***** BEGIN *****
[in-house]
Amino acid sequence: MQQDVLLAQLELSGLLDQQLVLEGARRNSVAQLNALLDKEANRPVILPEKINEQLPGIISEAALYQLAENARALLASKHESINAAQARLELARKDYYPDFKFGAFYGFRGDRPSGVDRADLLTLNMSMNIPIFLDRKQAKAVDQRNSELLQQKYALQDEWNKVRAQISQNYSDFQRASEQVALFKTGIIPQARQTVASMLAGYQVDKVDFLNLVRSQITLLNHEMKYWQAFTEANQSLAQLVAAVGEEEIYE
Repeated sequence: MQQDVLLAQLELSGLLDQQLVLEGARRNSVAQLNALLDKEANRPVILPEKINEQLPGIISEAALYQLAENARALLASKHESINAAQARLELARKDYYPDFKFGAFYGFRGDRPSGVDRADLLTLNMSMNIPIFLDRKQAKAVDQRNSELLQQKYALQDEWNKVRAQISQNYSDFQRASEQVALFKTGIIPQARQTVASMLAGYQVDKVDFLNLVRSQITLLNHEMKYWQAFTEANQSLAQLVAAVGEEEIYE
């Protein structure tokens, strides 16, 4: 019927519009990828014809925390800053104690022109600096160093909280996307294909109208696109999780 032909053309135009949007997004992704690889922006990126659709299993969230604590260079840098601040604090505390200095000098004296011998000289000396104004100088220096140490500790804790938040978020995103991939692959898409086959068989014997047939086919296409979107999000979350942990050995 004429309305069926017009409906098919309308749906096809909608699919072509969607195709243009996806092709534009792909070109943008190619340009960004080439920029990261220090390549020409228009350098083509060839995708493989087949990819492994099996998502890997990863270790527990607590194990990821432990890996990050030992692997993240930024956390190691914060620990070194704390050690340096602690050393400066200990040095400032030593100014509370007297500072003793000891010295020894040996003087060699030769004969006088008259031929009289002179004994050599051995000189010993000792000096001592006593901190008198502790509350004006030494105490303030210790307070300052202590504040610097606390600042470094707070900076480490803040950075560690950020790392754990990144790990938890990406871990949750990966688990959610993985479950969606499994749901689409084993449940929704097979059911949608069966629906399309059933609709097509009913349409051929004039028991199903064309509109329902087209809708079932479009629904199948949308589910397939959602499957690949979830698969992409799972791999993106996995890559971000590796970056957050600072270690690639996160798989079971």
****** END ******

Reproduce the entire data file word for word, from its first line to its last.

[in-house]
Amino acid sequence: MQQDVLLAQLELSGLLDQQLVLEGARRNSVAQLNALLDKEANRPVILPEKINEQLPGIISEAALYQLAENARALLASKHESINAAQARLELARKDYYPDFKFGAFYGFRGDRPSGVDRADLLTLNMSMNIPIFLDRKQAKAVDQRNSELLQQKYALQDEWNKVRAQISQNYSDFQRASEQVALFKTGIIPQARQTVASMLAGYQVDKVDFLNLVRSQITLLNHEMKYWQAFTEANQSLAQLVAAVGEEEIYE
Repeated sequence: MQQDVLLAQLELSGLLDQQLVLEGARRNSVAQLNALLDKEANRPVILPEKINEQLPGIISEAALYQLAENARALLASKHESINAAQARLELARKDYYPDFKFGAFYGFRGDRPSGVDRADLLTLNMSMNIPIFLDRKQAKAVDQRNSELLQQKYALQDEWNKVRAQISQNYSDFQRASEQVALFKTGIIPQARQTVASMLAGYQVDKVDFLNLVRSQITLLNHEMKYWQAFTEANQSLAQLVAAVGEEEIYE
């Protein structure tokens, strides 16, 4: 019927519009990828014809925390800053104690022109600096160093909280996307294909109208696109999780 032909053309135009949007997004992704690889922006990126659709299993969230604590260079840098601040604090505390200095000098004296011998000289000396104004100088220096140490500790804790938040978020995103991939692959898409086959068989014997047939086919296409979107999000979350942990050995 004429309305069926017009409906098919309308749906096809909608699919072509969607195709243009996806092709534009792909070109943008190619340009960004080439920029990261220090390549020409228009350098083509060839995708493989087949990819492994099996998502890997990863270790527990607590194990990821432990890996990050030992692997993240930024956390190691914060620990070194704390050690340096602690050393400066200990040095400032030593100014509370007297500072003793000891010295020894040996003087060699030769004969006088008259031929009289002179004994050599051995000189010993000792000096001592006593901190008198502790509350004006030494105490303030210790307070300052202590504040610097606390600042470094707070900076480490803040950075560690950020790392754990990144790990938890990406871990949750990966688990959610993985479950969606499994749901689409084993449940929704097979059911949608069966629906399309059933609709097509009913349409051929004039028991199903064309509109329902087209809708079932479009629904199948949308589910397939959602499957690949979830698969992409799972791999993106996995890559971000590796970056957050600072270690690639996160798989079971």